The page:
Rainer Maria Rilke

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Compare and contrast "Tell Me, O Swan" by Kabir and "The Swan" by Rilke.

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Both poems use the swan as a symbol. In the Kabir poem, the swan is seen as a kind of mystery. The poet questions the swan ("From what land do you come / O Swan? to what shore will you fly?") as a way of addressing certain mysteries of life itself. Like the swan, perhaps, each of us is on a journey to an unknown "shore."

Rilke, on the other hand, is a bit more explicit. The swan is the focus of a simile: the "laboring" of humans is like the "lumbering gait" of the swan on land. The image suggests that life is ungainly, awkward, difficult.

This difference suggests a difference in tone and in the relationship of the poet to the subject of the poem. For Kabir, the tone is expressive of a kind of ecstatic truth: yhe poet tells the swan to "awake, arise, follow me" because the poet can lead the swan to paradise ("where the terror of Death is no more"). In this sense, the Kabir poem is explicitly religious in a way the Rilke poem is not. Rilke seems to address a specific person who faces death: when he refers to "our dying," he is talking about a specific event, the moment of death, rather than a mystic concept. Rilke's tone differs from Kabir in that his poem is more personal, more contemplative, and more abstract.

Finally, both poems consist of two movements, first, how life is a struggle, and second, how death is a kind of release. Kabir explicitly sees this as a return to the divine: the paradise he speaks of in the second stanza smells of the "fragrant scent," "He is I," which can only be the scent of a transcendent union with god.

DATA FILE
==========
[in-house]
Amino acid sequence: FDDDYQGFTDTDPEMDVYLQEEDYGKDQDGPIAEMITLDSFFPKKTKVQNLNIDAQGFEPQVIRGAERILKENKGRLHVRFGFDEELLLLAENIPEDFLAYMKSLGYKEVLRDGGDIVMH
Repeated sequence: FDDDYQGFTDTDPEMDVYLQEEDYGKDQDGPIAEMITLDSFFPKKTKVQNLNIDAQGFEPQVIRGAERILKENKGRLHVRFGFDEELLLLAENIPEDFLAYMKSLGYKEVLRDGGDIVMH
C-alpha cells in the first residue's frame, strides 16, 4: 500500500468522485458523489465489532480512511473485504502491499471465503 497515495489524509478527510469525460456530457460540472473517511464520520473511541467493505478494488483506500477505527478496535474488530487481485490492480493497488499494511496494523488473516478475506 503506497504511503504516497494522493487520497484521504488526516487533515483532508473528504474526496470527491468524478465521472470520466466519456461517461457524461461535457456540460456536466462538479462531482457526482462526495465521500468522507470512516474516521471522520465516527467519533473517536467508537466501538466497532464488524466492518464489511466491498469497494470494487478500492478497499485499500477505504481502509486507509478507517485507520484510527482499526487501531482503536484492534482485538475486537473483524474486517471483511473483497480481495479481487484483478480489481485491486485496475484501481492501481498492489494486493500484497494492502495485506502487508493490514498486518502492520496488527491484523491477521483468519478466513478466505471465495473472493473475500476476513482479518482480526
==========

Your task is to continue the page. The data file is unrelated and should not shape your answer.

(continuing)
Rilke is at once more concrete and less specific spiritually. For Rilke, the specific action of the swan walking on land is equated with the "this laboring of ours with all that remains undone" or the specific sense of having not accomplished all in life we would want. The swan swimming is an image that suggests physical ease: the swan "glides" over the "yielding" water. While Rilke does not invoke a specific paradise, this "lowering" into the water is nevertheless a way of entering into a state of grace.

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"Tell Me, O Swan, Your Ancient Tale" by Kabir and "The Swan" by Ranier Maria Rilke both use the image of a swan to express different facets of the journey through life. In Kabir's poem, the speaker is addressing the swan, or the image of the swan, and speaking to him about the possibilities of life. In the poem by Rilke, the swan is used as imagery to express the ending of life's journey.

Ultimately, "Tell Me, O Swan" is about life and "The Swan" is about death. Kabir's poem has the speaker telling the swan to follow him to a land without doubt or sorrow, a land full of natural beauty where the swan does not have to fear "the terror of Death." The speaker asks the swan about where he is from and where he wants to fly. All of these images demonstrate the wonderful possibilities and beauties of life laid out before the swan.